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Epilepsy Center

​​​​​​​​​​​​​​The Epilepsy Center at Baylor Scott & White – Temple has the prestigious designation as a National Association of Epilepsy Center​ and offers advanced epilepsy treatment to patients afflicted with this condition.

Epilepsy surgical interventions are conducted by our specialized neurosurgeons who are experienced in multiple epilepsy surgical procedures, including:

  • Temporal and extratemporal resection
  • Lesionectomy
  • V​agus nerve stimulator

The center is equipped with long-term epilepsy monitoring beds, each with a 24-hour video EEG monitoring system. The epilepsy monitoring unit (EMU) features:

  • Single rooms
  • An electroencephalogram (EEG)
  • A fully computerized digital recording system for video and sound, monitored by nurses with specialized training in epilepsy and EEG technicians
  • Abilities to record, evaluate, diagnose and treat seizures in patients of all ages

The information obtained from this monitoring allows the epilepsy team to recommend therapy to treat a seizure disorder. This may include medication, lifestyle changes, vagus nerve stimulator or surgical treatment.

Our staff watches the video monitors at all times. Every day, the video and EEG records will be reviewed, and the doctor will discuss the findings and the ongoing plan. This may include going home sooner or staying longer than originally predicted.

What to bring:

  • Personal care items such as soap, toothpaste and toiletries
  • Books, toys, board games, battery-operated games, schoolwork, videos, etc., to help pass the time. For children, a Child Life Specialist may be called for other activity suggestions
  • Comfortable clothing that can be removed with the EEG electrodes in place, such as button-front shirts or pajamas. A hospital gown may be worn, if preferred. Dark-colored clothing is preferred to improve video quality. Avoid nylon or satin material which may cause static and interfere with the EEG monitoring
  • All of the medications you take, whether for seizures or other reasons

What to expect:

  • EEG leads will be attached to your head for the entire time you are admitted. This is like a routine EEG with the addition of a long cable to allow movement around the room. You will be able to wash up in the bathroom, but not shower or wash your hair.
  • You will be required to stay in view of the video cameras in your room or the day room, except while in the bathroom.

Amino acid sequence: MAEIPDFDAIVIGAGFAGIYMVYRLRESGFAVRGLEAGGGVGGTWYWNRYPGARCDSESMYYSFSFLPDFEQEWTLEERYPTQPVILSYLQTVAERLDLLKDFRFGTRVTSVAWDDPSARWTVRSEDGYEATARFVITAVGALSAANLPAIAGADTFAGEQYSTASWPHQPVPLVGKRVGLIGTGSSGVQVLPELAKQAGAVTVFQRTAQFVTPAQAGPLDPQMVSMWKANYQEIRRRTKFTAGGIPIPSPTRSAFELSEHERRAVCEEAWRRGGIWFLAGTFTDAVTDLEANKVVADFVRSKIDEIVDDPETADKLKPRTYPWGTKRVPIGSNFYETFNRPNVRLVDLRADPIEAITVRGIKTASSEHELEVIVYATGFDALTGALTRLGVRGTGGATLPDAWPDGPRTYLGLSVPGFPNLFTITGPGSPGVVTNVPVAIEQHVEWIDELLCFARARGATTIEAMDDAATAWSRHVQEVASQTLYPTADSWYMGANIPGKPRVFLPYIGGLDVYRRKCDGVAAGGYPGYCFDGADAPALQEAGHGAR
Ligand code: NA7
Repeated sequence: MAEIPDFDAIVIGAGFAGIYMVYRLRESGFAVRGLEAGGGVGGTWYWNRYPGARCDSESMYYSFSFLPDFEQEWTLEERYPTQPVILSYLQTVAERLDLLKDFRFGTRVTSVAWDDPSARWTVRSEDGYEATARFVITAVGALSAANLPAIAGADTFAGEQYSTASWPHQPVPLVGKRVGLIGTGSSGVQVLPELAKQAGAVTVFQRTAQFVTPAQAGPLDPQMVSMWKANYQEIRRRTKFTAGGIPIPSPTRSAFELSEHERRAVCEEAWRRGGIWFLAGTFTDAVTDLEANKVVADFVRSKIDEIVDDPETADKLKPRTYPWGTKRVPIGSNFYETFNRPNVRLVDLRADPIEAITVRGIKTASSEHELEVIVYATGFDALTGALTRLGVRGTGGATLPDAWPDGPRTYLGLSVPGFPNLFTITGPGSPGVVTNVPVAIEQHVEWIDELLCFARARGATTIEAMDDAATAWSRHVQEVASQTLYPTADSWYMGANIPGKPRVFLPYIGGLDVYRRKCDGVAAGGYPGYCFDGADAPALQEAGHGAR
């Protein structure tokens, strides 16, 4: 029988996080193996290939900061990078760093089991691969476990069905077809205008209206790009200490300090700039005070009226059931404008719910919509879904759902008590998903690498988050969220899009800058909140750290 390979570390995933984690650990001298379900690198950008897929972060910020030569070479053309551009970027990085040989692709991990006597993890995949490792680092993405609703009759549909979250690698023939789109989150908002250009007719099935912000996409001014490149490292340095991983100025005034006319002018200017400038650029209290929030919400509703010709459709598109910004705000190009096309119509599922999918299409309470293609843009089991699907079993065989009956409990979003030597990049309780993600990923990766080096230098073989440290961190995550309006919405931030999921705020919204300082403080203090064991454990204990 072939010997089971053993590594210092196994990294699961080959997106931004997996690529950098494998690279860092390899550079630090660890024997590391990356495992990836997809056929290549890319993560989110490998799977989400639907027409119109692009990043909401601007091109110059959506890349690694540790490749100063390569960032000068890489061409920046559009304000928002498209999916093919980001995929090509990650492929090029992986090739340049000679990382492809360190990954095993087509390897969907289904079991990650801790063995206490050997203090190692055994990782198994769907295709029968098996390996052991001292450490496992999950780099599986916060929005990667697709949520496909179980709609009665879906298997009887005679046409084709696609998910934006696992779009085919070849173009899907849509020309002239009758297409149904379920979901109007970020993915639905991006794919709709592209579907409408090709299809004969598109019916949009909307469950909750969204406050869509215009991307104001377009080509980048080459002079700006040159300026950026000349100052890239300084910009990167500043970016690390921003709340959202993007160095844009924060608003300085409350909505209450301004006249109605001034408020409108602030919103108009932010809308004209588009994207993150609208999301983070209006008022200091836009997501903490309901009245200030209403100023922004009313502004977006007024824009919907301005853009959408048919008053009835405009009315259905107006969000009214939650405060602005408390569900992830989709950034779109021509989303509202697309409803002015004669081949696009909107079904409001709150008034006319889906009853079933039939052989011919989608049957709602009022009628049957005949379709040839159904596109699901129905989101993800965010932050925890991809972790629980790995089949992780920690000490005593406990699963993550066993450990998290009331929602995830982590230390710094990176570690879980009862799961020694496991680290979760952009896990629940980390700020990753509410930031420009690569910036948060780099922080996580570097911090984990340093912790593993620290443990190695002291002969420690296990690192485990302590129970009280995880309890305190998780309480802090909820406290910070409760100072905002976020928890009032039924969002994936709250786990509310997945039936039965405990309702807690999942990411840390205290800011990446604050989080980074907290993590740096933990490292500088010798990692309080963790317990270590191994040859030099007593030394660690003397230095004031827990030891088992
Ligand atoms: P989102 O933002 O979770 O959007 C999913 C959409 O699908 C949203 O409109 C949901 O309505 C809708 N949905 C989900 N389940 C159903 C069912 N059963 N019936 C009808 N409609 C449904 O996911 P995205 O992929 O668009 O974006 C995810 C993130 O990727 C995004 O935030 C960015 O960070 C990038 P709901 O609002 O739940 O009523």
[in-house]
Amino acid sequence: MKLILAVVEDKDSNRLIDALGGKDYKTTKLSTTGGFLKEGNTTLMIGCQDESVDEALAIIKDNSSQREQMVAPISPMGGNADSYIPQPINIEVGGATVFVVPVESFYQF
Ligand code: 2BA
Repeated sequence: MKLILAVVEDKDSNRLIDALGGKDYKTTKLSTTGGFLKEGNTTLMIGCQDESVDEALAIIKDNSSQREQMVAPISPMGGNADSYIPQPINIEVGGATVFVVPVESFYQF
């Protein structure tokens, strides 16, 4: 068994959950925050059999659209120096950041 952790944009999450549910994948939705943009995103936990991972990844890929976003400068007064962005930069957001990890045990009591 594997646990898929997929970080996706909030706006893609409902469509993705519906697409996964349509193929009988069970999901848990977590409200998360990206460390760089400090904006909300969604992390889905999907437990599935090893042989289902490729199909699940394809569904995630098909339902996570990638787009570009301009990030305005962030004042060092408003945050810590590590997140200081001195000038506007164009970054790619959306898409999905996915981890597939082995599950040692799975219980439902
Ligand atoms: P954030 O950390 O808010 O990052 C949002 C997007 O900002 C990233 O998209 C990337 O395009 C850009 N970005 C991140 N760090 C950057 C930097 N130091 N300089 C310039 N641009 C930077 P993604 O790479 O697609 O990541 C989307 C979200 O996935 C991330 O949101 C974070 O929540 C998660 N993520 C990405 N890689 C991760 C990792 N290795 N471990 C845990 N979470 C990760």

• Seizure medications may be decreased or stopped during admission to increase the chances of having seizures. For most patients, intravenous (IV) access is established to be able to give medication quickly to stop a seizure if it goes on too long.
  • TV and local phone service are provided at no charge. Cell phones may not be used because of interference with the monitoring.
  • Visiting hours are normally 8 a.m. to 8 p.m. If exceptions are needed, please discuss with the nursing staff. Children may visit for brief periods of time but cannot stay with family members.
  • Smoking is not permitted at Scott & White. Because you will not be allowed to leave the EMU floor, you will not be able to go outside to smoke. Nicotine patches are available over the counter or through your primary care provider.

Admission to the monitoring unit allows for a patient’s seizures to be recorded, characterized and localized. Our multidisciplinary team will attempt to determine the cause of the seizures, if possible, and will use the available technology to establish a localization of the area of the brain where the seizure begins. The center also has capability for short-term EEG monitoring, which does not require a hospital admission.

Other special services include advanced neuroimaging techniques, such as

  • High-resolution magnetic resonance imaging (MRI)
  • Functional MRI (fMRI)
  • Transcranial magnetic stimulation (TMS)

The results obtained from our multidisciplinary team provide the basis for a treatment plan that may consist of continued observation, prescribing a new seizure medication or modifying present medication regimen, as well as possible surgical intervention.

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